A year without the queen. A year with the king.
There were no official public event Friday to mark the first anniversary of the death of Queen Elizabeth II.
Her son, King Charles III, 74, was planning to spend the day, which also marks his own accession to the throne, “quietly and privately” at the royal family’s rural retreat in Balmoral, Scotland, Buckingham Palace has said.
“In marking the first anniversary of Her late Majesty’s death and my Accession, we recall with great affection her long life, devoted service and all she meant to so many of us,” the king said in a brief statement Friday.
“I am deeply grateful, too, for the love and support that has been shown to my wife and myself during this year as we do our utmost to be of service to you all.”
So how has the new king done a year after the passing of Britain’s longest serving, and beloved, monarch? And, a year after her death at age 96, does Britain look any different in the Carolean era, as his reign is known?
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The percentage of Britons who said King Charles was doing a good job spiked to 63% in the immediate aftermath of the queen’s death, according to a survey by YouGov, an online research firm.
Twelve months later, more recent surveys from YouGov and others indicate this support has dropped off a little, to 60%, compared with 32% who hold a negative view of his performance. As has been the case for some time, younger Britons are far more likely to believe the monarchy should be scrapped compared with older Britons.
“There’s an ongoing trend of falling support, younger people will not be won back to the monarchist cause,” said Graham Smith, who runs Republic, an organization that wants to abolish the monarchy.
“The monarchy is now being propped up by the over-65s. Sooner rather than later overall support for the royals will drop below 50% − then the game is on,” he said.
A prime minister or two
Two days before the queen died, she dispatched her last royal duty when she received Conservative Party politician Liz Truss at Balmoral. Truss had just received a mandate from her party to replace Boris Johnson as prime minister. She traveled to Scotland for a formal handing-over ceremony known as the “kissing of the hands.”
Photos released to media showed the monarch wearing a cardigan and tartan skirt and leaning on a walking stick as she greeted Truss, shook her hand and invited her form a new government in the wake of Johnson’s resignation. With that simple interaction, Truss became the 56th British prime minister.
Less than two months later, Truss resigned, becoming the shortest-serving leader in British political history. She stepped down after unveiling a plan to cut taxes and raise government spending that rocked Britain’s financial sector. The move caused the Bank of England, the nation’s central bank, to intervene to stabilize markets.
At the end of October that same year, Rishi Sunak was appointed leader. At 42, he became the youngest British prime minister in more than 200 years and the first person of Hindu faith to occupy No. 10 Downing Street.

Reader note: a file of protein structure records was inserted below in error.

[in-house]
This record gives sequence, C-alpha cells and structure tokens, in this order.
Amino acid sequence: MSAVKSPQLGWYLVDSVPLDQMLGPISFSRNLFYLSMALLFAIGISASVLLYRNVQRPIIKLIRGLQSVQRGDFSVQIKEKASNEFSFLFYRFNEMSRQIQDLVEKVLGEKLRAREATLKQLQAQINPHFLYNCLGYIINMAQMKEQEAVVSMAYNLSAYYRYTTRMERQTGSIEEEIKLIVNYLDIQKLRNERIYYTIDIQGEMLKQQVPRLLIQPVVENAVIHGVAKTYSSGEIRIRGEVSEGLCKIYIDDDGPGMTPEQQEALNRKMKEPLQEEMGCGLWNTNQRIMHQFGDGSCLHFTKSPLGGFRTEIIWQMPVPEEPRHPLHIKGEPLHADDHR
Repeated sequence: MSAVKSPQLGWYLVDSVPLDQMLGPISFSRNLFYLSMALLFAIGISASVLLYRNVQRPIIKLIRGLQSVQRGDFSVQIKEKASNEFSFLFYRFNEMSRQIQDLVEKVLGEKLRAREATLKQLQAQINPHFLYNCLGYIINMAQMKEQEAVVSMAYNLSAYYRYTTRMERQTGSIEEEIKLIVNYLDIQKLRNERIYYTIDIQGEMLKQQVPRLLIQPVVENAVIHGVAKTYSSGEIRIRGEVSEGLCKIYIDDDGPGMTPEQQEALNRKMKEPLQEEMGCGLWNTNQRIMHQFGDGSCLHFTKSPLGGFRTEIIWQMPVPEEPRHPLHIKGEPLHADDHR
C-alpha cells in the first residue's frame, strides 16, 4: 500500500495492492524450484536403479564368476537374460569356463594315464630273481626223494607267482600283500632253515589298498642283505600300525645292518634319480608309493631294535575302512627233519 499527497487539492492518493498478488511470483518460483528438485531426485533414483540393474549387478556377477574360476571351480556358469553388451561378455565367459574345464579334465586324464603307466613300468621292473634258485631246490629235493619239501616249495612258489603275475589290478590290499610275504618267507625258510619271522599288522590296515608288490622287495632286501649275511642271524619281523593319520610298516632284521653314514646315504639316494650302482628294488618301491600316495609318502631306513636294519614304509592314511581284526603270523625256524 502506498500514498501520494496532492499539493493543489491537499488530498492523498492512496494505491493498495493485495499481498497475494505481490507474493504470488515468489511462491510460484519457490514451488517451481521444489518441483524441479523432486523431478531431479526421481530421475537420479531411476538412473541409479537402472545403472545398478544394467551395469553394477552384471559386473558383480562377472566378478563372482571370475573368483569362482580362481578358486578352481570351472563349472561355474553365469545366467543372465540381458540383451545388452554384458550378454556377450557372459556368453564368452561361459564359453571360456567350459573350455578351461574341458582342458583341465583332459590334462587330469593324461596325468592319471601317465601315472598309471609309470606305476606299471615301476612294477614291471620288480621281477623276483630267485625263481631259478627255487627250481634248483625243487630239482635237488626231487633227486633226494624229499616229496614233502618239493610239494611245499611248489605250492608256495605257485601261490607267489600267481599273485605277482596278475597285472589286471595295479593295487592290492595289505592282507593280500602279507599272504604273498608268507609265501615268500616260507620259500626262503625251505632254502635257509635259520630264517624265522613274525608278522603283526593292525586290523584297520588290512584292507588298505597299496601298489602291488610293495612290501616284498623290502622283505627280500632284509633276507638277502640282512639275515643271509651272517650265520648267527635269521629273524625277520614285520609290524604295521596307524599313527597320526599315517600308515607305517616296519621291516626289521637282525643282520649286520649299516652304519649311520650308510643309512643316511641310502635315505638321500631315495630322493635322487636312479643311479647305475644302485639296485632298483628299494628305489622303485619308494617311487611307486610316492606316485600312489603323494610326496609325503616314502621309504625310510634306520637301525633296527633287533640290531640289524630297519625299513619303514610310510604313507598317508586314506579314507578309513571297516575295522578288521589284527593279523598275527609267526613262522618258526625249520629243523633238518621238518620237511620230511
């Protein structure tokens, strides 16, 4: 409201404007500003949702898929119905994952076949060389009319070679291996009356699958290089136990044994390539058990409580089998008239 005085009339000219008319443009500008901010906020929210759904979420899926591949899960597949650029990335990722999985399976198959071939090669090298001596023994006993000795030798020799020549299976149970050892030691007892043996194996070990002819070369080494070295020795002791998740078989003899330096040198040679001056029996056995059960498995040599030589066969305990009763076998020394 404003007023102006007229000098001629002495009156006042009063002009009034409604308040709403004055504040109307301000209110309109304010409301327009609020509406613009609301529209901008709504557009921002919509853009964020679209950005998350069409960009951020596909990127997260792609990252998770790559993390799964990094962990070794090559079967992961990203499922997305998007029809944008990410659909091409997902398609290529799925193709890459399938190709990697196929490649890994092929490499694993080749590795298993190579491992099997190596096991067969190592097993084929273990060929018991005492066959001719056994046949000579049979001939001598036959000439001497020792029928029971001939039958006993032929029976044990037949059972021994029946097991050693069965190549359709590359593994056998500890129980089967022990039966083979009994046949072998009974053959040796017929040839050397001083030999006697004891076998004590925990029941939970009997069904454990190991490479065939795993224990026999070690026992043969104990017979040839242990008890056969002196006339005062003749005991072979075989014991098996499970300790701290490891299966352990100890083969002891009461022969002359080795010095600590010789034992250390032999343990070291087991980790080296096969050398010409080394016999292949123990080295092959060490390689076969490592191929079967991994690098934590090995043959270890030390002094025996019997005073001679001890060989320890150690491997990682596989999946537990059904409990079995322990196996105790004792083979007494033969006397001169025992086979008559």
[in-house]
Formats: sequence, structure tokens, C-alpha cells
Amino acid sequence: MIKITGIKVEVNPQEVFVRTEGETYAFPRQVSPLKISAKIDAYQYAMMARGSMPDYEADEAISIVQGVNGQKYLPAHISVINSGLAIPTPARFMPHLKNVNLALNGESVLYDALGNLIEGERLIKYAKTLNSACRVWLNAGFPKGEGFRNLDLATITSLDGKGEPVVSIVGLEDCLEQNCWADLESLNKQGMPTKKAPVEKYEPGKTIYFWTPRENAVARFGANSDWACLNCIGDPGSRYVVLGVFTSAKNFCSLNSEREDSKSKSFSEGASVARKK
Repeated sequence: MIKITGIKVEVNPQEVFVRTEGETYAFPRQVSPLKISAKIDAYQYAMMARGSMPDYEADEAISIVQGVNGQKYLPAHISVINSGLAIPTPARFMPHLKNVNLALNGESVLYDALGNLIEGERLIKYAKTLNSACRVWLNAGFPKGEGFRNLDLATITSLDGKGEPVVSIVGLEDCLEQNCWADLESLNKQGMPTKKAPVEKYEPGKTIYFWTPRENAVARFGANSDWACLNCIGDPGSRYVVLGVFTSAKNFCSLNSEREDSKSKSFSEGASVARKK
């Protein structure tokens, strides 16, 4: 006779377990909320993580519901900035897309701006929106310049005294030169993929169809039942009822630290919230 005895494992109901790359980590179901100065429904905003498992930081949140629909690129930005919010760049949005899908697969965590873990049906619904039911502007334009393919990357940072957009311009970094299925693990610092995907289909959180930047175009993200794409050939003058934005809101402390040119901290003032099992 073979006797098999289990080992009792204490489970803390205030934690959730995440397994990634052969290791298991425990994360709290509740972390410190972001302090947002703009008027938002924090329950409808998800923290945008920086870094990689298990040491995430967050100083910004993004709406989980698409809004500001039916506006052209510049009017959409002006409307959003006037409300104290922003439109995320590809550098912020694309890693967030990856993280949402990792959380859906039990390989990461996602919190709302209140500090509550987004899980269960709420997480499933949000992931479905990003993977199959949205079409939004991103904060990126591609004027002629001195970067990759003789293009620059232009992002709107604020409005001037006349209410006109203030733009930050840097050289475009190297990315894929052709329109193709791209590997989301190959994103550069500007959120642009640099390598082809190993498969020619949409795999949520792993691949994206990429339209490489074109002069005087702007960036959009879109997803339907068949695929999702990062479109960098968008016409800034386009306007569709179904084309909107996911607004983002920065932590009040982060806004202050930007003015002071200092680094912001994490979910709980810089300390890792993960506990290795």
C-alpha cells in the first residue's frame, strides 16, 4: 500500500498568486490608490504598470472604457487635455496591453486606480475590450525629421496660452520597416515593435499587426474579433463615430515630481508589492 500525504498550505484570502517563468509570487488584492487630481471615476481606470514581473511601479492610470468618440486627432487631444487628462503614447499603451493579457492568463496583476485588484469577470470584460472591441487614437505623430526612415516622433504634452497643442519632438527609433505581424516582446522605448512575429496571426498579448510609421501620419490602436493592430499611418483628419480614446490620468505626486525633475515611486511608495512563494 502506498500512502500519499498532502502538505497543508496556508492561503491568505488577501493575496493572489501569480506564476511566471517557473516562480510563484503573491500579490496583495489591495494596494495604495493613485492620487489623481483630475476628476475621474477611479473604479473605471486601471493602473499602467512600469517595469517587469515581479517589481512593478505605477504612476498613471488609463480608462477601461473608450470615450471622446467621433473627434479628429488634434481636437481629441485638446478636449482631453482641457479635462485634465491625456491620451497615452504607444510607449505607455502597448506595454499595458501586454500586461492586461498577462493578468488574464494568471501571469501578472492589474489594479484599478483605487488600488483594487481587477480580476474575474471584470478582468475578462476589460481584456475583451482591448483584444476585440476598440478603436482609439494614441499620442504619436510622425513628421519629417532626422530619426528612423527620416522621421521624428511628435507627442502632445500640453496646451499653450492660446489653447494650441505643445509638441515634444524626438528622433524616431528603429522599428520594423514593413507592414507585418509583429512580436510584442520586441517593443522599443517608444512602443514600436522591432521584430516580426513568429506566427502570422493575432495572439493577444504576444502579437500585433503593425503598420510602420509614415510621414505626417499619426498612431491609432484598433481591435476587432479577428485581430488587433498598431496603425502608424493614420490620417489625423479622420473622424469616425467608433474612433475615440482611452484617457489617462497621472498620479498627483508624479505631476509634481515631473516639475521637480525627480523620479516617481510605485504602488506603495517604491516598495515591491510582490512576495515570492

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Money, stamps − an altered anthem
The queen’s portrait appeared on stamps, coins and British pound bills for more than 70 years. And that’s still the case. These are still largely in circulation. But they are being slowly phased out as the king’s likeness is gradually introduced on money, stamps and other items that carry royal emblems.
The Bank of England has previewed some of the designs for the king’s bank notes. They are expected to enter circulation the middle of next year. Stamps with his portrait are already available.
Some postboxes with the king’s royal cypher − CIIIR, for Charles III Rex − have been unveiled. A cypher is similar to but not quite the same thing as a monogram. According to the Royal Mail, only new postboxes will feature the king’s cypher. The queen’s cypher − EIIR, for Elizabeth II Regina − will remain for the others.
Britain’s national anthem has changed from “God Save the Queen” to “God Save the King.”
Ingrid Seward, editor in chief of Majesty Magazine, told the Reuters news agency that the king has done “exceptionally well” in his first year even if he has not made major changes to the monarchy.
She said that as he had promised, he has put aside campaigning on the environment and climate change, issues he undertook when he was heir to the throne.
He has not yet, however, cut costs or reformed the monarchy’s bloated system of patronage.
“I just think he’s been really, really busy with everything that’s happened this year, Seward told Reuters. “He has his own things to do, but first and foremost comes the job of being king.”
Still, one area where there has been no visible progress is when it comes to his own family.
Prince Andrew, the king’s disgraced younger brother who has been stripped of most of his royal titles and duties, has settled a lawsuit brought by an American a woman who had accused him of raping her when she was a teenage victim of sex offender Jeffrey Epstein, Andrew’s friend. Andrew denies the allegations.
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But Andrew has not been brought back into the fold, and there are no major signs of a family rapprochement.
A feud between the family and the king’s son and daughter-in-law Prince Harry and Meghan Markle has also not been resolved. Harry and Meghan’s allegations of racism, hateful comments and even physical violence against Harry were repeated in a Netflix documentary series and Harry’s memoir.